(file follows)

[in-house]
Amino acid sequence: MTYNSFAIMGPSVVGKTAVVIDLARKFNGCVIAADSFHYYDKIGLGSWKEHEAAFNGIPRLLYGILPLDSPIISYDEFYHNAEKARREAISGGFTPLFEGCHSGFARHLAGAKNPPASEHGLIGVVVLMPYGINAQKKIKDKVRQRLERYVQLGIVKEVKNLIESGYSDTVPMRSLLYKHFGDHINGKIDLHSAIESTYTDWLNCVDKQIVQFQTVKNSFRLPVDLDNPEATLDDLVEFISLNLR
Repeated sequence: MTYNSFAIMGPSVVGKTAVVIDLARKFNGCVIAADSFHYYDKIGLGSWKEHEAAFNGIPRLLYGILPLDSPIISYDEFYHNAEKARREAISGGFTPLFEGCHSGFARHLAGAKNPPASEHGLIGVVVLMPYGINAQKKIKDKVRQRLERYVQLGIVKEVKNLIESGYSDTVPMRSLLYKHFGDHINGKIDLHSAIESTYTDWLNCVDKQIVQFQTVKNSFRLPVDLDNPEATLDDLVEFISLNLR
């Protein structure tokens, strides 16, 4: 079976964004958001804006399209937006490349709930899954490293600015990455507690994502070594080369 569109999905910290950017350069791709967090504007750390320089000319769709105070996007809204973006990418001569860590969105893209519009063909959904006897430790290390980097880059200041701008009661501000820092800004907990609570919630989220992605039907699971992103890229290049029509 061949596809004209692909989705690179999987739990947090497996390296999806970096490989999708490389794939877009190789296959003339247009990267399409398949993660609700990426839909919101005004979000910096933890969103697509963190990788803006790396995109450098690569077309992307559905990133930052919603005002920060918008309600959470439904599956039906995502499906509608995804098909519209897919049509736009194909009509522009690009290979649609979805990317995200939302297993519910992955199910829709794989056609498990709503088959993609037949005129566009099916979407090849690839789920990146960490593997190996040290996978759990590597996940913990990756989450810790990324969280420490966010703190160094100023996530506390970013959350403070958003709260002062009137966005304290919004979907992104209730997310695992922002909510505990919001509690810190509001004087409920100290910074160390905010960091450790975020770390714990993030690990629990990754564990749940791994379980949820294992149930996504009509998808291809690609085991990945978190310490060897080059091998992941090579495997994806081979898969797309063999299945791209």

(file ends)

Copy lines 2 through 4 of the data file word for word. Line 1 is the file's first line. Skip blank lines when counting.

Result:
Amino acid sequence: MTYNSFAIMGPSVVGKTAVVIDLARKFNGCVIAADSFHYYDKIGLGSWKEHEAAFNGIPRLLYGILPLDSPIISYDEFYHNAEKARREAISGGFTPLFEGCHSGFARHLAGAKNPPASEHGLIGVVVLMPYGINAQKKIKDKVRQRLERYVQLGIVKEVKNLIESGYSDTVPMRSLLYKHFGDHINGKIDLHSAIESTYTDWLNCVDKQIVQFQTVKNSFRLPVDLDNPEATLDDLVEFISLNLR
Repeated sequence: MTYNSFAIMGPSVVGKTAVVIDLARKFNGCVIAADSFHYYDKIGLGSWKEHEAAFNGIPRLLYGILPLDSPIISYDEFYHNAEKARREAISGGFTPLFEGCHSGFARHLAGAKNPPASEHGLIGVVVLMPYGINAQKKIKDKVRQRLERYVQLGIVKEVKNLIESGYSDTVPMRSLLYKHFGDHINGKIDLHSAIESTYTDWLNCVDKQIVQFQTVKNSFRLPVDLDNPEATLDDLVEFISLNLR
């Protein structure tokens, strides 16, 4: 079976964004958001804006399209937006490349709930899954490293600015990455507690994502070594080369 569109999905910290950017350069791709967090504007750390320089000319769709105070996007809204973006990418001569860590969105893209519009063909959904006897430790290390980097880059200041701008009661501000820092800004907990609570919630989220992605039907699971992103890229290049029509 061949596809004209692909989705690179999987739990947090497996390296999806970096490989999708490389794939877009190789296959003339247009990267399409398949993660609700990426839909919101005004979000910096933890969103697509963190990788803006790396995109450098690569077309992307559905990133930052919603005002920060918008309600959470439904599956039906995502499906509608995804098909519209897919049509736009194909009509522009690009290979649609979805990317995200939302297993519910992955199910829709794989056609498990709503088959993609037949005129566009099916979407090849690839789920990146960490593997190996040290996978759990590597996940913990990756989450810790990324969280420490966010703190160094100023996530506390970013959350403070958003709260002062009137966005304290919004979907992104209730997310695992922002909510505990919001509690810190509001004087409920100290910074160390905010960091450790975020770390714990993030690990629990990754564990749940791994379980949820294992149930996504009509998808291809690609085991990945978190310490060897080059091998992941090579495997994806081979898969797309063999299945791209």